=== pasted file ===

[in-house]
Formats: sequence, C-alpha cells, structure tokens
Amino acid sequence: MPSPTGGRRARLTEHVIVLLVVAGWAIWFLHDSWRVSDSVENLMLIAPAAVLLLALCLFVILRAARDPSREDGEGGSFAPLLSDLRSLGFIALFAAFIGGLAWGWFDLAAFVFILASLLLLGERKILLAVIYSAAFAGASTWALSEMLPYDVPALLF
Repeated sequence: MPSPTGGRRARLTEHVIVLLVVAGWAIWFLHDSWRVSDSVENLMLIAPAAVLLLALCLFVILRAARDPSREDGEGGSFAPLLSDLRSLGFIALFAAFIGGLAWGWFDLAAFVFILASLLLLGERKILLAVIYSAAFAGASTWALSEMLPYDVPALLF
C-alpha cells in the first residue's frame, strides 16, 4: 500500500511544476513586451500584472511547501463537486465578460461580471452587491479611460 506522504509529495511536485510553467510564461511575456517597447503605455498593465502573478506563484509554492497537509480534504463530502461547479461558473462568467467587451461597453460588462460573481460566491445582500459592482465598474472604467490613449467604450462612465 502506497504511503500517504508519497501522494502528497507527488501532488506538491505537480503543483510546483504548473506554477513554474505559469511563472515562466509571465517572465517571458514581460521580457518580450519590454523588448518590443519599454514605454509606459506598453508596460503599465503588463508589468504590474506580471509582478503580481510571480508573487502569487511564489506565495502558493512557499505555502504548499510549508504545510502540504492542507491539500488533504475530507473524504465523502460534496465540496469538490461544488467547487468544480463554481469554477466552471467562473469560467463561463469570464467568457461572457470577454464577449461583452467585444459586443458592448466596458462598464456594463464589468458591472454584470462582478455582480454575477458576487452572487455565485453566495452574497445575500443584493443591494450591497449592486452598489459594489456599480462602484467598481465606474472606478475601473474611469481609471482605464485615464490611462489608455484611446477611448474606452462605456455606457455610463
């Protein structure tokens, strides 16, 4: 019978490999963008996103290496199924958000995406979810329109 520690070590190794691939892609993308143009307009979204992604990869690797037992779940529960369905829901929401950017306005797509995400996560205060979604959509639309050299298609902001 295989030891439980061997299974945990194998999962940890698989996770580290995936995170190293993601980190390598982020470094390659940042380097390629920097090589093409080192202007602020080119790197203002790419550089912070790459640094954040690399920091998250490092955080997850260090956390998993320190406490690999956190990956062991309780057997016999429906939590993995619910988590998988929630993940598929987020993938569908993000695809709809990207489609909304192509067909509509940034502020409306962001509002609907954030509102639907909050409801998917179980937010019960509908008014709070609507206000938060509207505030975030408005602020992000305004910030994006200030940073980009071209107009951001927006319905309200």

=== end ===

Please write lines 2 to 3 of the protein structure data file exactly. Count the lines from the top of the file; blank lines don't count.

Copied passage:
Formats: sequence, C-alpha cells, structure tokens
Amino acid sequence: MPSPTGGRRARLTEHVIVLLVVAGWAIWFLHDSWRVSDSVENLMLIAPAAVLLLALCLFVILRAARDPSREDGEGGSFAPLLSDLRSLGFIALFAAFIGGLAWGWFDLAAFVFILASLLLLGERKILLAVIYSAAFAGASTWALSEMLPYDVPALLF